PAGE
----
How Did They Build the Great Pyramid of Giza?: An Animated Introduction

The Great Pyramid of Giza is a miracle of geometry, construction, and planning ahead.

Pharaoh Khufu‘s relative – likely nephew – Hemienu, was put in charge of the project as soon as Khufu succeeded his father, Pharaoh Sneferu circa 2550 B.C.E.

Hemienu, an engineer, priest and magician whose honorifics included Member of the Elite, Vizier, King’s Seal-Bearer, Priest of Bastet, Priest of Shesmetet, High Priest of Thoth, and, most importantly, Overseer of All Construction Projects of the King, picked wisely when choosing the Great Pyramid’s site  – a rocky plateau on the Nile’s west bank made for a far sturdier foundation than shifting sands.

Historian Soraya Field Fiorio’s animated TED-Ed lesson, above, details how the 25,000 workers who took 20 years to make Hemienu’s vision a reality were not enslaved labor, as they have so often been portrayed – a rumor started by Greek historian Herodotus – but rather, ordinary Egyptian citizens fulfilling a period of mandatory government service.

Some toiled on the administrative end or in a support capacity, while others got to spend ten hours a day hauling limestone on massive cedar sleds.

A team of 500 hammered out the Pyramid’s granite support beams using dolerite rocks, a task so time consuming that Hemienu put them to work immediately, anticipating that it would take them 12 years to produce the necessary materials.

Construction schedules are always an iffy bet, but Hemienu had the added stress of knowing that Khufu could take his leave well before his glorious, golden tipped tomb was ready to receive him.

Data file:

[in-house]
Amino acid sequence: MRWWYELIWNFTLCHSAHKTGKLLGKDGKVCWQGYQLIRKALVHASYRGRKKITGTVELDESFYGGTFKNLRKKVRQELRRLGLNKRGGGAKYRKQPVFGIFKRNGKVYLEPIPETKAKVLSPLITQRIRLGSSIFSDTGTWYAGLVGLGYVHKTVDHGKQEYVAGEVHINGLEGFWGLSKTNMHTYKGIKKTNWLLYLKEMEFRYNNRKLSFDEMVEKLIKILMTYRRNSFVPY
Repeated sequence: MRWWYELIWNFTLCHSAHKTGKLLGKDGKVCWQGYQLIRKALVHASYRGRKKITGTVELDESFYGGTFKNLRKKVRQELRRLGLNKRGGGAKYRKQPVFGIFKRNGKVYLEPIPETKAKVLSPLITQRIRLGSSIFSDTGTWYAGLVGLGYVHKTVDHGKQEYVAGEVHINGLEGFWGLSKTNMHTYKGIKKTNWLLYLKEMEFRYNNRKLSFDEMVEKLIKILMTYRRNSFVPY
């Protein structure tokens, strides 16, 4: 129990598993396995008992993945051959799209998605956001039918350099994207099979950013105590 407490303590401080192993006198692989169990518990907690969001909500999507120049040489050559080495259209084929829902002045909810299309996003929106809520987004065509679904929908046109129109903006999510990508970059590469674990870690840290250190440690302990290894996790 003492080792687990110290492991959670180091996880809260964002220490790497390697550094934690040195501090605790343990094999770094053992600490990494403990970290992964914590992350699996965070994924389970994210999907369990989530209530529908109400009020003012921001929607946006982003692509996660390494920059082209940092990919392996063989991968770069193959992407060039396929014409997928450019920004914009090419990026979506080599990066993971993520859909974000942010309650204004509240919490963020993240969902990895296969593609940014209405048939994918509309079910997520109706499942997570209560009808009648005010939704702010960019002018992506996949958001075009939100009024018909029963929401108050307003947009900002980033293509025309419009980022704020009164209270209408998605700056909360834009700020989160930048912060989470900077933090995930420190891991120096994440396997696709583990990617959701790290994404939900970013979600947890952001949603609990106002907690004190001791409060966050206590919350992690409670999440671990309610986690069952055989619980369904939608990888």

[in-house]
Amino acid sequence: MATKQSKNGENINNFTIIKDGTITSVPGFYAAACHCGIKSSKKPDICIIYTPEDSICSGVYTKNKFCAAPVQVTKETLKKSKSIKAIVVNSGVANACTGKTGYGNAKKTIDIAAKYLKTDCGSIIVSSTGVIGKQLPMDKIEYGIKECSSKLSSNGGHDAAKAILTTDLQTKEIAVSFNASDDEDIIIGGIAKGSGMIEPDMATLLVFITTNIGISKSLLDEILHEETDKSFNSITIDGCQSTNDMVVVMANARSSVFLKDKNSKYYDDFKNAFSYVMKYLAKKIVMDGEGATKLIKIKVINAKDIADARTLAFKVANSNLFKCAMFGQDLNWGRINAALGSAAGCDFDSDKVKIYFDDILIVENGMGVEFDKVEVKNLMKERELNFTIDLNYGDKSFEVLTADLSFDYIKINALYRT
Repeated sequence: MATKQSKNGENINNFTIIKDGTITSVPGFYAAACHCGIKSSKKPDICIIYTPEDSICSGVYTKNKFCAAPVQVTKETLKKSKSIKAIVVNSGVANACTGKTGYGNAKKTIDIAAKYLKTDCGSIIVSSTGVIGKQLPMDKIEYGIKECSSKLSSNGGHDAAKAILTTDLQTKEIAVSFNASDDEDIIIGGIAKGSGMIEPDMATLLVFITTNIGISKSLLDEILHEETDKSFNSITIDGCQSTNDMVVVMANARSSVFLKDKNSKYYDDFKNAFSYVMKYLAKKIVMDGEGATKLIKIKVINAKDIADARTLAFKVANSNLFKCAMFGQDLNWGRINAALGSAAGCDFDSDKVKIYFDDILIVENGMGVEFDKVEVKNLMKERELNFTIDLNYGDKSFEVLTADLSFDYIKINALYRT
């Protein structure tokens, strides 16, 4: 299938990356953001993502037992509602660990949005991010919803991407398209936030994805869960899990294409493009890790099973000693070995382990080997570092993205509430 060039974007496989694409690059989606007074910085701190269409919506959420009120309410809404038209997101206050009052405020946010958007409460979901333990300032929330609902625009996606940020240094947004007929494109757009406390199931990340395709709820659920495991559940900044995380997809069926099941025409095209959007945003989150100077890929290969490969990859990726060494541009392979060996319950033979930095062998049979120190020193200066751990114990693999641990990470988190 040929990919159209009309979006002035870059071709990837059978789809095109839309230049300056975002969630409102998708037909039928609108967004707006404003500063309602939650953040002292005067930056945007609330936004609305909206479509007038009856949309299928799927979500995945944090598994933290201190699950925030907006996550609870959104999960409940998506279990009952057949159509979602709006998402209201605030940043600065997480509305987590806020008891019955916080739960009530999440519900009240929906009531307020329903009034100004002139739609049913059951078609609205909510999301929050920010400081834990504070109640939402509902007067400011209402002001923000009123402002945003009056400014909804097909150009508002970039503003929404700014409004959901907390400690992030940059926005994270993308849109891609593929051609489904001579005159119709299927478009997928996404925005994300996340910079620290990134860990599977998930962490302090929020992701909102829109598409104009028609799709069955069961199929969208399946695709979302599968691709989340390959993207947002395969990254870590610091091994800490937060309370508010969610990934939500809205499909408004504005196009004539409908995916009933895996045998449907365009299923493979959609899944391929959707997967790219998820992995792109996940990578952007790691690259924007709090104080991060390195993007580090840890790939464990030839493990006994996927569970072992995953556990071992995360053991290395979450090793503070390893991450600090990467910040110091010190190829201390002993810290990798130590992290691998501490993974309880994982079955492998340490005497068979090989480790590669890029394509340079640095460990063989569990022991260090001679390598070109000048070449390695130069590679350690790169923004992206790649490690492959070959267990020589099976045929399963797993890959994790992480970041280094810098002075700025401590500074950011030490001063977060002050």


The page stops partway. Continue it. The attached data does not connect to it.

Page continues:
This is why there are three burial chambers within the Great Pyramid. The last and grandest of these, known as the King’s Chamber, is an impressive pink granite room at the heart of pyramid, where its roof supports over four hundred tons of masonry. An enormous red granite sarcophagus weighing well over 3 tons is located in the middle of this chamber, but alas, the lid has been ajar for centuries.

Khufu is not within.

What became of him is a mystery, but if Scooby-Doo taught us anything of value in our pre-TED-Ed childhood, it’s that mysteries exist to be solved.

Several years ago, an international team of architects and scientists Egypt surveyed the Great Pyramid and its Giza neighbors at sunrise and sunset, using infrared thermography, which seemed to indicate the existence of an as yet unexplored chamber.

TED-Ed’s lesson plan directs those interested in plumbing these and other mysteries further to the National Geographic documentary, Unlocking the Great Pyramid and Egyptologist Bob Brier’s book, The Secret of the Great Pyramid: How One Man’s Obsession Led to the Solution of Ancient Egypt’s Greatest Mystery, both of which are rooted in the work of French architect Jean-Pierre Houdin, below.

Related Content 

Who Built the Egyptian Pyramids & How Did They Do It?: New Archeological Evidence Busts Ancient Myths

Take a 3D Tour Through Ancient Giza, Including the Great Pyramids, the Sphinx & More

What the Great Pyramid of Giza Would’ve Looked Like When First Built: It Was Gleaming, Reflective White

A Drone’s Eye View of the Ancient Pyramids of Egypt, Sudan & Mexico

Pyramids of Giza: Ancient Egyptian Art and Archaeology–a Free Online Course from Harvard

Ayun Halliday is the Chief Primatologist of the East Village Inky zine and author, most recently, of Creative, Not Famous: The Small Potato Manifesto. Follow her @AyunHalliday.

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